Text, CGA, and 160x200 graphics use 16k, while the other two modes are 32k (64k for the 640x200x16 mode on later T1000s). The amount of memory DOS uses varies. DOS 3.30 occupies about 60k or so. DOS 5.0 and 6.x use even more. The Tandy video can in fact allocate as much as 256k of memory, although no software actually needs that much

Great Hierophant
August 7th, 2009, 06:35 AM
I couldn't imagine why it wouldn't work, unless it uses the cassette port on the 5150 for some reason.

That's the mouse for the TRS-80 CoCo, correct? If it's read off of the joystick ports, then that means it only works with software that has joystick support.

As for Sierra games, all AGI should be fine on 8088s, but SCI is a no go. KQ4 on my 5150 is so slow that when you enter the dwarves' diamond mine, the music starts playing about 8 seconds before the graphics appear (!)

You can't force it into CGA mode by typing SIERRA -R or SIERRA -C?




I don't know why Casino Games will not work with GWBASIC, thats just what I read.

There are drivers that allow you to emulate a Microsoft mouse with the Deluxe Mouse, which does connect to the joystick ports. See here:
http://www.oldskool.org/guides/tvdog/utilities.html
You need a mouse driver anyway for DOS programs.

Some AGI version 3 games, like the Manhunters and KQ4, benefit from the fast 8088 of the SX. But these games will not be forced into using anything other than Tandy graphics and sound, even with -c and -r.

Fallo
August 7th, 2009, 09:26 AM
I don't know why Casino Games will not work with GWBASIC, thats just what I read.

I think I've figured out the reason why. Casino Games probably manipulates BASIC's system variables, which can PEEKed and POKEd after typing DEF SEG without any segment name. On all versions of BASICA, the system variables are at the same location in BASIC's data segment. However, GWBASIC's variables are in different locations depending on what version it is.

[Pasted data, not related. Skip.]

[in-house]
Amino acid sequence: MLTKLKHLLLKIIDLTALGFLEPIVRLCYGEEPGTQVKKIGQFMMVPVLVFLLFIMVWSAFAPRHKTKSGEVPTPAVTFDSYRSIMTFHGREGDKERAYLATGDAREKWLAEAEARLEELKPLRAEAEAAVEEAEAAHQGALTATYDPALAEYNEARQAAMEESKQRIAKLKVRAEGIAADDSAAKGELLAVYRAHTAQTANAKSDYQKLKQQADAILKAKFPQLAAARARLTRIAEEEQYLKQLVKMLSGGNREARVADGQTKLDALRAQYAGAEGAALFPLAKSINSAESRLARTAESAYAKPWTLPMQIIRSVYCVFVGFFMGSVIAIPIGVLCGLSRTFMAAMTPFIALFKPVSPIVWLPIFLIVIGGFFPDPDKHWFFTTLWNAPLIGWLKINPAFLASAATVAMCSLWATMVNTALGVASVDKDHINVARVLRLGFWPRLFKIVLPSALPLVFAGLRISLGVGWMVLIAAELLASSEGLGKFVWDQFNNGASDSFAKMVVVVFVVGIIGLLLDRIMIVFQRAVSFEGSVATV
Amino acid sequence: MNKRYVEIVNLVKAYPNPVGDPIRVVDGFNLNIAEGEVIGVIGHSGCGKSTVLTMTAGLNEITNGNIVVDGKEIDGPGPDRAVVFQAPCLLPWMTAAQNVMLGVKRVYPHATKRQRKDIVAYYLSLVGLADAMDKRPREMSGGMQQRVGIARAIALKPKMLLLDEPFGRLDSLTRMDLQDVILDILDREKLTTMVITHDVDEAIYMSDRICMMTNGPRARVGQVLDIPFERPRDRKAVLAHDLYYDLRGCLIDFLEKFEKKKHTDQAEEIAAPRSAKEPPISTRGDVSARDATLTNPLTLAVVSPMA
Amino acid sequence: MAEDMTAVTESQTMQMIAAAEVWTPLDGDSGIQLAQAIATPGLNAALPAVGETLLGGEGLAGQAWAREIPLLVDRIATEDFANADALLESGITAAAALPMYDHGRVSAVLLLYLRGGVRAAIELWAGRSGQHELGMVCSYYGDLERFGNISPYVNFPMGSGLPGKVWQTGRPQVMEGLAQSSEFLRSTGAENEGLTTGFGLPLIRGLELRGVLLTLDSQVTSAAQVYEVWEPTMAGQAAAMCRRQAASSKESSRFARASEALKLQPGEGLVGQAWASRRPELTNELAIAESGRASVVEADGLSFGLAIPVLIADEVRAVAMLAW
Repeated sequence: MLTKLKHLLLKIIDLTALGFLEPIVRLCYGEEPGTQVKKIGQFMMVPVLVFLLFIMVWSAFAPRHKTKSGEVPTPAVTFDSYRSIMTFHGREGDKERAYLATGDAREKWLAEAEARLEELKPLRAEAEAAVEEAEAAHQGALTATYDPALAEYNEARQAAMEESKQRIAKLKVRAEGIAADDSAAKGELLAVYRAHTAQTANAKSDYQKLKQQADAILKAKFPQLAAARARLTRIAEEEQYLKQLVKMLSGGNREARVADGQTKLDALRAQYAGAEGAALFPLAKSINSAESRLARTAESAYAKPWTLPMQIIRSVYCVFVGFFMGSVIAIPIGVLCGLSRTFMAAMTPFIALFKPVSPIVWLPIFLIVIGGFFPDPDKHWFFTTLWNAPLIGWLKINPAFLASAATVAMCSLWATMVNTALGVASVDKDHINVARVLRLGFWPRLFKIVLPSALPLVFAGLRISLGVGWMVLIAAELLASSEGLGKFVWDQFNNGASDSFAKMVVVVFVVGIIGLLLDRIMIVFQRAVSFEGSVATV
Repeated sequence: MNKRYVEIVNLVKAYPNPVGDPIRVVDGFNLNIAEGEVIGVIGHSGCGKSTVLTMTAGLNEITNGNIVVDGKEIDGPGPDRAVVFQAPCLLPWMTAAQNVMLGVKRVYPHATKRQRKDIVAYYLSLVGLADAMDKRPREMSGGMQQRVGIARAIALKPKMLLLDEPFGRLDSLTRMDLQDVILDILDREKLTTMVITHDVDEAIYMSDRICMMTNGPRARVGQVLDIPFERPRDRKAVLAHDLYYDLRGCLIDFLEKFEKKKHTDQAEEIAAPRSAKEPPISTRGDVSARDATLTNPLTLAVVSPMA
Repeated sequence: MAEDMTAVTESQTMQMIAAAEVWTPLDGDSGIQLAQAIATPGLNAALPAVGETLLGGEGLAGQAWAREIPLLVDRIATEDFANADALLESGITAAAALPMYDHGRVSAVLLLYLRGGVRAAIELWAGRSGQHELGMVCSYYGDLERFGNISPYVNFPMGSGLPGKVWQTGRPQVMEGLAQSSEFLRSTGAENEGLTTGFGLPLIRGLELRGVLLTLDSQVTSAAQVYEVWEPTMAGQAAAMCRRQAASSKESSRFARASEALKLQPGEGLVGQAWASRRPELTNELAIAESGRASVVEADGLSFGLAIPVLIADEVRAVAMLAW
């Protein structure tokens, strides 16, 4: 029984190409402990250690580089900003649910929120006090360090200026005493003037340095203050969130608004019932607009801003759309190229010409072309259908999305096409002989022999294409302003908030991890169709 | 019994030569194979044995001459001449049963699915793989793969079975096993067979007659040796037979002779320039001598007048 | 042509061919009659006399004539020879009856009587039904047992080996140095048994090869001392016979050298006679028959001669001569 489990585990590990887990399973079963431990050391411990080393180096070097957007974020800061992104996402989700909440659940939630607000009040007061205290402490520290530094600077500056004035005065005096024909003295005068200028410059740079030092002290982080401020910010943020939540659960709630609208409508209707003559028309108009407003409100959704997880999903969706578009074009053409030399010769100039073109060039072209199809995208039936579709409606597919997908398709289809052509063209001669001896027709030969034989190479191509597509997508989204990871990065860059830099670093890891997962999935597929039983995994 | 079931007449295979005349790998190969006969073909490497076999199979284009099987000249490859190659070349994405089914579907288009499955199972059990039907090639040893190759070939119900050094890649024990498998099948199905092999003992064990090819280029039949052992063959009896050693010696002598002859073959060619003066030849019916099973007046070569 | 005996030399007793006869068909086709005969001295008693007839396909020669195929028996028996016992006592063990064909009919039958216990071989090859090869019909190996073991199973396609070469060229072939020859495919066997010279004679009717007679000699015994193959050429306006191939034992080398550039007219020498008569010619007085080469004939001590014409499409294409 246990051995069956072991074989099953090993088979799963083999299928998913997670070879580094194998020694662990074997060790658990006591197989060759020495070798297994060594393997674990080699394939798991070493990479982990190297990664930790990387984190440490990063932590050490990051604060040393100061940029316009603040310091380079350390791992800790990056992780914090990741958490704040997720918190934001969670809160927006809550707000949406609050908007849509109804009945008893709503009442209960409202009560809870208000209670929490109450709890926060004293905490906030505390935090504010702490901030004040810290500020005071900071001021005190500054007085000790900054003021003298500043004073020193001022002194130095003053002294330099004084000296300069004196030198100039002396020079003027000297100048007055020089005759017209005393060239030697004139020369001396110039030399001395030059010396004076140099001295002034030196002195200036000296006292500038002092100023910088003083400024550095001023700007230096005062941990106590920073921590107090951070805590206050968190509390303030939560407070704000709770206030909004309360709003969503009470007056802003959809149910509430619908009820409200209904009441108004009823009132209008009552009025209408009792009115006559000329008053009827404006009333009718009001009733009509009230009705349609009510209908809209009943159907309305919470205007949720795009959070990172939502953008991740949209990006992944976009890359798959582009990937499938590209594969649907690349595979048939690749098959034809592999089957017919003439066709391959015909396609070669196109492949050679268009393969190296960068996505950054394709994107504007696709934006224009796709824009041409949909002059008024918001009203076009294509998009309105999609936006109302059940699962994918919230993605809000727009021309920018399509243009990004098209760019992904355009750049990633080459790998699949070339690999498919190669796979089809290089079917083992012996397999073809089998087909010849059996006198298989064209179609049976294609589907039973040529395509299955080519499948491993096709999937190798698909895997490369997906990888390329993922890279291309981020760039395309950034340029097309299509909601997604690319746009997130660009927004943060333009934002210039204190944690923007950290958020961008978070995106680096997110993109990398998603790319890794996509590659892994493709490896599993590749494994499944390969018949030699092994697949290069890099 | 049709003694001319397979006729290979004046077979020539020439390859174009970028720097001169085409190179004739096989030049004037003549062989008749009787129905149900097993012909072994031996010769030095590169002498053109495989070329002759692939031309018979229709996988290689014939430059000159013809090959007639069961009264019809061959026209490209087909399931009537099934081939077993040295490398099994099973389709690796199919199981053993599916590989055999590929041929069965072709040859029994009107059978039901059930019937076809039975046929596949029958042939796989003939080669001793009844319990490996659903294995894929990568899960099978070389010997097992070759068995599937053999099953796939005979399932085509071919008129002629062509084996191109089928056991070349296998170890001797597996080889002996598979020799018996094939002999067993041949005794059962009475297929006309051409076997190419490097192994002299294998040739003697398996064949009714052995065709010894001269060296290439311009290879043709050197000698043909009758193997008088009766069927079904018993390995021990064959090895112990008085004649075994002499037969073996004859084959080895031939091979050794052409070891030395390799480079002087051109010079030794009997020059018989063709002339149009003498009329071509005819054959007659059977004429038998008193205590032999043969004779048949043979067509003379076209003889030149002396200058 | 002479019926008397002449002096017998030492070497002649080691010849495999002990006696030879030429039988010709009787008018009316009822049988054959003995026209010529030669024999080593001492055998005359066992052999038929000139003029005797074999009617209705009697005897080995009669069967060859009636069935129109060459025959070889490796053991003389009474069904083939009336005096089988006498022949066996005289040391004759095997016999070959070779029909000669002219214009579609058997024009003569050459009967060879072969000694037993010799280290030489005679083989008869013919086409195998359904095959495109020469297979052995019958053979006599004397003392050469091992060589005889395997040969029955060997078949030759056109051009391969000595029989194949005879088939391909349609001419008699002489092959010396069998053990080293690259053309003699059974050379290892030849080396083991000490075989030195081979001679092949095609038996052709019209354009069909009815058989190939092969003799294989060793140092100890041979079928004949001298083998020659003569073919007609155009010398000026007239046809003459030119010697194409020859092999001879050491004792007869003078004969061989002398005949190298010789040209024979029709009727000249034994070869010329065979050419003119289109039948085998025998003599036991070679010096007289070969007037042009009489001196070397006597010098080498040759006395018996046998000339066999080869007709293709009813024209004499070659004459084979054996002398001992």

You need a mouse driver anyway for DOS programs.

That goes without saying.


Some AGI version 3 games, like the Manhunters and KQ4, benefit from the fast 8088 of the SX. But these games will not be forced into using anything other than Tandy graphics and sound, even with -c and -r.

I don't have a Tandy 1000, but I will have to try that with DOSBox and see.

The AGI KQ4 is not easy to find at all, since it was only available during the first printing of the game.

Great Hierophant
August 7th, 2009, 11:47 AM
I think I've figured out the reason why. Casino Games probably manipulates BASIC's system variables, which can PEEKed and POKEd after typing DEF SEG without any segment name. On all versions of BASICA, the system variables are at the same location in BASIC's data segment. However, GWBASIC's variables are in different locations depending on what version it is.

I don't have a Tandy 1000, but I will have to try that with DOSBox and see.



Perhaps there is a version of GWBASIC that has the variables in the same place as BASICA or can be made to put the variables in the same place.

DOSBox may not give you a true representation of how games that autodetect Tandy work. As an example, in Maniac Mansion and Zak McKracken, these games will autodetect Tandy sound even if the active video is not Tandy on real hardware. In DOSBox, you will not hear Tandy sound.

Fallo
August 8th, 2009, 10:20 AM
Perhaps there is a version of GWBASIC that has the variables in the same place as BASICA or can be made to put the variables in the same place.

I have a BASIC book that lists all the system variables and their locations for BASICA, GWBASIC 2.11, and some for GWBASIC 3.20. Other versions might differ from those.


DOSBox may not give you a true representation of how games that autodetect Tandy work. As an example, in Maniac Mansion and Zak McKracken, these games will autodetect Tandy sound even if the active video is not Tandy on real hardware. In DOSBox, you will not hear Tandy sound.

Ok, I tried KQ2 with DOSBox. You're right; it won't work in CGA mode on a Tandy.

Great Hierophant
August 8th, 2009, 02:01 PM
I have a BASIC book that lists all the system variables and their locations for BASICA, GWBASIC 2.11, and some for GWBASIC 3.20. Other versions might differ from those.


Perhaps if you used GWBASIC 2.11 instead of 3.20 (probably more common), Casino Games may work.

dr.zeissler
November 27th, 2015, 12:12 PM
Tandy 1000 Gaming issues or known problems?

Do not start:
- WinterGames/SummerGames CGA (com+dat-file)
- Xenon (TDY-Version)
- Defender (has no sounds)
- Speedball (has no sounds, has no floor)

Do not find:
- F16-Falcon (TDY-Version)
- Hostages (TDY-Version)
- North&South (TDY-Version)
- TestDrive1 (TDY-Version)
- DefenderOfTheCrown (TDY-Version)

Where can I get a replacement-floppy für my 1000RL ?

Thx
Doc

****
Winter-Games starts with a winter.com with about 2K bytes, if it is only around 400bytes it dos not start.
currently searching fur summer-games and world-games with the bigger *.com start file.